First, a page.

The availability of a mobile WiFi system — a portable device that establishes an internet WiFi port virtually anywhere — isn't hot news. But being able to turn your personal cell phone into a WiFi hot spot — and do it legally? That is news.
Most of us think of "WiFi" as that free service you can use to get your computer on the internet if you're in a Starbucks, a hotel or if a home is set up for wireless. You have to be near it to use it.
Verizon Wireless’ new Droid X smartphone, built on the Android operating system, can give you Internet access virtually anywhere your cell phone works for up to 5 WiFi–enabled devices at one time. That means, for example, if you're at a park, the beach, or driving to Aunt Minny's house (even at her house if it has no computer service), your laptop, your partner's laptop, and the three kids with Nintendo DS Gameboys can get on the internet using your cell phone as the WiFi source.
(We do not recommend using your laptop in your car while driving! But you get the point.)
At this time, the hotspot is restricted to the Droid X phone, but there's no pure technological reason why it can't or won’t be implemented on other phones.
I test-drove the WiFi hotspot service recently using a Droid X phone supplied by Verizon. It was simple to use. With the cell phone service activated, I accessed the "3G Mobile Hotspot" app on the phone, typed in a secure password, and I was on line. I used a Samsung PC netbook to run a free Internet speed test. The download speed was a healthy 1.24 megabytes per second — the equivalent of many home broadband systems. I opened websites and watched video from CNET.com, the consumer tech site. The picture flowed smoothly with no jerks or stalls.
Is it worth it? If you need or want a variety of WiFi-enabled gadgets accessing the Internet anytime, anywhere, and at the same time, then this is a good service. There are some things to be aware of, however:
- Verizon Wireless doesn't handle voice and data simultaneously. You might be surfing websites or listening to Internet radio, but when a cell phone call comes in, whatever gadgets are attached by WiFi simply stop, and can't be rebooted until the call ends.
- The service adds to what may be a hefty monthly bill for some. My current Verizon cell bill, for example, includes $80 for 1,400 talk minutes on a family plan and $30 for my unlimited email and Internet service. I'd be adding $20 more for the hot spot. Net cost: $130 a month, and taxes on top of that.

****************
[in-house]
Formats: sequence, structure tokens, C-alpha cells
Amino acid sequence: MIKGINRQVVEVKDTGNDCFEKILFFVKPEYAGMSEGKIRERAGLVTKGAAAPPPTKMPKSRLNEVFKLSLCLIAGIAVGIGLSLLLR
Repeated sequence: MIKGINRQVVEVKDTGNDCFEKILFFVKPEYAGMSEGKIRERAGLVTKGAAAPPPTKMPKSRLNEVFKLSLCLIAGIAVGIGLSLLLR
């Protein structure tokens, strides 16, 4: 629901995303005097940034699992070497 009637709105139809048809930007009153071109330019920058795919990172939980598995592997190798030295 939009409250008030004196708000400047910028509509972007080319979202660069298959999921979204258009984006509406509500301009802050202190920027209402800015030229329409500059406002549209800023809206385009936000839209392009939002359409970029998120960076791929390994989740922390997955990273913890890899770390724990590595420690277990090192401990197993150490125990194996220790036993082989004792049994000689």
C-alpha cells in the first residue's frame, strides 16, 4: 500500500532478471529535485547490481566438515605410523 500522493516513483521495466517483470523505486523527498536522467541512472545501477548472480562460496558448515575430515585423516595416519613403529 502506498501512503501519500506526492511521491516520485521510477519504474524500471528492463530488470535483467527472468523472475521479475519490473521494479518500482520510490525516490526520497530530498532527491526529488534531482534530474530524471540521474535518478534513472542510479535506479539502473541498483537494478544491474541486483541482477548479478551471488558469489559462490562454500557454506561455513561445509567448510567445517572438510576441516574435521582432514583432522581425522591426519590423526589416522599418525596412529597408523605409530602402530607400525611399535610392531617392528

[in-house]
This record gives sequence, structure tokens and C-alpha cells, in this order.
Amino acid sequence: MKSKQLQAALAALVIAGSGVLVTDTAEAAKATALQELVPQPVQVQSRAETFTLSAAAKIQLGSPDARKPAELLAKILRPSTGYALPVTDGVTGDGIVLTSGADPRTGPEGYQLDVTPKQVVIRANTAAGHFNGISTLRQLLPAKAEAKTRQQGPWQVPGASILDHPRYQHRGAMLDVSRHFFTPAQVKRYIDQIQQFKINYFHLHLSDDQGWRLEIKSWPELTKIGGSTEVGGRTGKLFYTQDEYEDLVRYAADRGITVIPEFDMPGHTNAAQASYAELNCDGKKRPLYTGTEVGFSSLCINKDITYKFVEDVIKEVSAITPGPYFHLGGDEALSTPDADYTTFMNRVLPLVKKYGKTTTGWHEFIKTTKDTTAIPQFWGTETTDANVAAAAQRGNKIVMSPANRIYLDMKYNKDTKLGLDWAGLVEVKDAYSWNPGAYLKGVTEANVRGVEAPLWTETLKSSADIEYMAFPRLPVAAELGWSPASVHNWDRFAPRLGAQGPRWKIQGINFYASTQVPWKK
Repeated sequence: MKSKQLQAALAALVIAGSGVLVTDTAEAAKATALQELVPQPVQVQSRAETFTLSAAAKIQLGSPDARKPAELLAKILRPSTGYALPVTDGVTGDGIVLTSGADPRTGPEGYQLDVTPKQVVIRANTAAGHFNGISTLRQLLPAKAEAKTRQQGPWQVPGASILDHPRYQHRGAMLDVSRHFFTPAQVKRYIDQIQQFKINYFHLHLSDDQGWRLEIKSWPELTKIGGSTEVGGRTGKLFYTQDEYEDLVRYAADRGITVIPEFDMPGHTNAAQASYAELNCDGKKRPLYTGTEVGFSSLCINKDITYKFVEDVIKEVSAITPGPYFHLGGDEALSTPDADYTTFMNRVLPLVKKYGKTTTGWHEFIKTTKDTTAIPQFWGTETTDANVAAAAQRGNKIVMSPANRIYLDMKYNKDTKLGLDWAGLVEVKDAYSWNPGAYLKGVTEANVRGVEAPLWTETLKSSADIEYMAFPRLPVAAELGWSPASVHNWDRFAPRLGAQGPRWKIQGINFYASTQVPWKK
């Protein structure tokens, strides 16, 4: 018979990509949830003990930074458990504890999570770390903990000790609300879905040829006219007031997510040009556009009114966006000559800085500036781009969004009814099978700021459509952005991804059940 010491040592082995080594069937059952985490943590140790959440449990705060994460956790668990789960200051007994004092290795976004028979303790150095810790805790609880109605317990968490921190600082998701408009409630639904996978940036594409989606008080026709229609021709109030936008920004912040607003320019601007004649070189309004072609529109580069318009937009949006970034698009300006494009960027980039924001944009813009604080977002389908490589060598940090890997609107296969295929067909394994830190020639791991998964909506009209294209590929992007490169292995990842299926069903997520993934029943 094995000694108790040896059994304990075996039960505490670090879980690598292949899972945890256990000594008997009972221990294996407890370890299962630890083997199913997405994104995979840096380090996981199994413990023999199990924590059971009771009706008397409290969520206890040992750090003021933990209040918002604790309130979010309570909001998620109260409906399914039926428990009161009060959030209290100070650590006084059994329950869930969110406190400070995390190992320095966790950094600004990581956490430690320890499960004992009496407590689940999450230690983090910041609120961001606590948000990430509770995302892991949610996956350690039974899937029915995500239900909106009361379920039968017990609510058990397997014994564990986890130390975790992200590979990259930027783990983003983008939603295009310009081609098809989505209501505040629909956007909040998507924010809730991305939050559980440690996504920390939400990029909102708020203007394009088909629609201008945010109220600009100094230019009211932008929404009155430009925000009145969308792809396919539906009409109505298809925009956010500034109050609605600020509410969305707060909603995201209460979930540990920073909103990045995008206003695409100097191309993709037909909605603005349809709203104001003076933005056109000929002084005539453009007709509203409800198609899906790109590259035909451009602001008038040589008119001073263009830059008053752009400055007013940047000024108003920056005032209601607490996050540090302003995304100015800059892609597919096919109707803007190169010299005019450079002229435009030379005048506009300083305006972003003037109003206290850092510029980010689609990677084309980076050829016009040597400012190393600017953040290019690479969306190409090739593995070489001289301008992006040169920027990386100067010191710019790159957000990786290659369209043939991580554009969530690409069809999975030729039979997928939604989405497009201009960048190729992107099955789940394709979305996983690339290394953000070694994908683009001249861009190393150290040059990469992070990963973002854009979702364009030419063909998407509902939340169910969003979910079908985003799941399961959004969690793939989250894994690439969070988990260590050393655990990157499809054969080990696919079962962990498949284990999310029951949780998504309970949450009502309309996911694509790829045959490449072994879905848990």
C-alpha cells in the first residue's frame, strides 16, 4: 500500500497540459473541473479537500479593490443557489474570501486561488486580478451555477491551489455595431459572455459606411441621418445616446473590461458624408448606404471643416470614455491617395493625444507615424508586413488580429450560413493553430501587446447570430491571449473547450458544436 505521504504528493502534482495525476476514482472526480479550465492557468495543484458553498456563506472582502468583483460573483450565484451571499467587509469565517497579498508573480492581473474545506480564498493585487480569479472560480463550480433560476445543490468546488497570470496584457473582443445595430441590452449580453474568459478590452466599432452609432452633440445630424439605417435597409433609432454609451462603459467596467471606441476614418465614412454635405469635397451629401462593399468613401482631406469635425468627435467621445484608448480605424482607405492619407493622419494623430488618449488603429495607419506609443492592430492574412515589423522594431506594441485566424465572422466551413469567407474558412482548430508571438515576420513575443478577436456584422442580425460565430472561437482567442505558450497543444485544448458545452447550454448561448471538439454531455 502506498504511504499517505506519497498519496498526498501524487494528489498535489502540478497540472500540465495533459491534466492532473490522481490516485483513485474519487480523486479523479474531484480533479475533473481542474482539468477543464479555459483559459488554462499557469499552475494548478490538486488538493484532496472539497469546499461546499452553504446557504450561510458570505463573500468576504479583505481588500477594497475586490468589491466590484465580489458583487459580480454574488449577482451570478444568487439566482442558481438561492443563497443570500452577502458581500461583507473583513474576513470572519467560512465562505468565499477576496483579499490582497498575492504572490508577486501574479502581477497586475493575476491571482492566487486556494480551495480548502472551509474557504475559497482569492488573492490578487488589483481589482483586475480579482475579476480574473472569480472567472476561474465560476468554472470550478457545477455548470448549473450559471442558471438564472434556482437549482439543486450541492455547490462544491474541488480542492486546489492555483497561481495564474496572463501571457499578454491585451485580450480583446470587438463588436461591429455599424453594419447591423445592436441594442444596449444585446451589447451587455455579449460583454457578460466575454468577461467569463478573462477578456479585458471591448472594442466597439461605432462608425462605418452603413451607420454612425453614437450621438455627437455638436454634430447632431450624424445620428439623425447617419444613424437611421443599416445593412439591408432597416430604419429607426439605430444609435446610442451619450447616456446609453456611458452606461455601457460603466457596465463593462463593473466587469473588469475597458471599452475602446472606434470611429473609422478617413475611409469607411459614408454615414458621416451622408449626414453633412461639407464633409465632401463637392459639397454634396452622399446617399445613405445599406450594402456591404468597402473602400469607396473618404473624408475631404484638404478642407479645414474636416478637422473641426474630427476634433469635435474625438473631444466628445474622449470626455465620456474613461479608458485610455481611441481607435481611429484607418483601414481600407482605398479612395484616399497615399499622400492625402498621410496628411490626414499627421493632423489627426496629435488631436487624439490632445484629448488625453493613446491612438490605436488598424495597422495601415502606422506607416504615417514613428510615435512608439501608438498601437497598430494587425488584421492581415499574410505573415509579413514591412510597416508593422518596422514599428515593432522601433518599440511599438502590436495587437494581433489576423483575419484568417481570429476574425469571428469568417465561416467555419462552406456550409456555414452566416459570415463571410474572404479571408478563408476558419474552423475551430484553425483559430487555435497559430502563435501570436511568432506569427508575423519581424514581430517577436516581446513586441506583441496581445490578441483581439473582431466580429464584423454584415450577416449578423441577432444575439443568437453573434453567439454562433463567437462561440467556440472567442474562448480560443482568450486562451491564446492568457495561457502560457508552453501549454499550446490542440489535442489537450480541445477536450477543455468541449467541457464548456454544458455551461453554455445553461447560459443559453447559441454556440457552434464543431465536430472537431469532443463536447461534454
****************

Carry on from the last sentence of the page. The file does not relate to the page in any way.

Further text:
There are stand-alone gadgets that do the same thing. Novatel's MiFi, available through Sprint and Verizon, provides essentially the same service but at a much faster speed (Novatel claims 7.2 Mpbs download and 5.76 Mbps upload). It also gives your more online time: Verizon will sell you up to 5 gigabytes per month at $60. There are also less expensive MiFi plans but with less data available. But then you need to buy the MiFi unit separately (either $270 retail or $20 with a two year plan), and and shell out for an additional cell phone data service. Using the 3G Mobile Hotspot on an existing phone keeps your gadget count restricted to one device, and for relatively casual use, the service speed and amount of data seems reasonable.
Techies know that making cell phones into hotspots has been available for years; however. Verizon has essentially blocked those software apps (Verizon has no ICS, or Internet Connection Sharing package). Then there is PDANet, an app available for all major phone operating systems — Apple, Android, Blackberry, Palm and Windows — that lets your cell phone be a modem for your laptop computer via their software and a USB cable connection. It’s not illegal, but Verizon warns that “PDAnet and other similar apps — downloading and using them will break the terms and conditions of your agreement, and would also render the device warranty void.” Fair warning.
Like what you just read? Support high quality local journalism. Become a member of Crosscut today!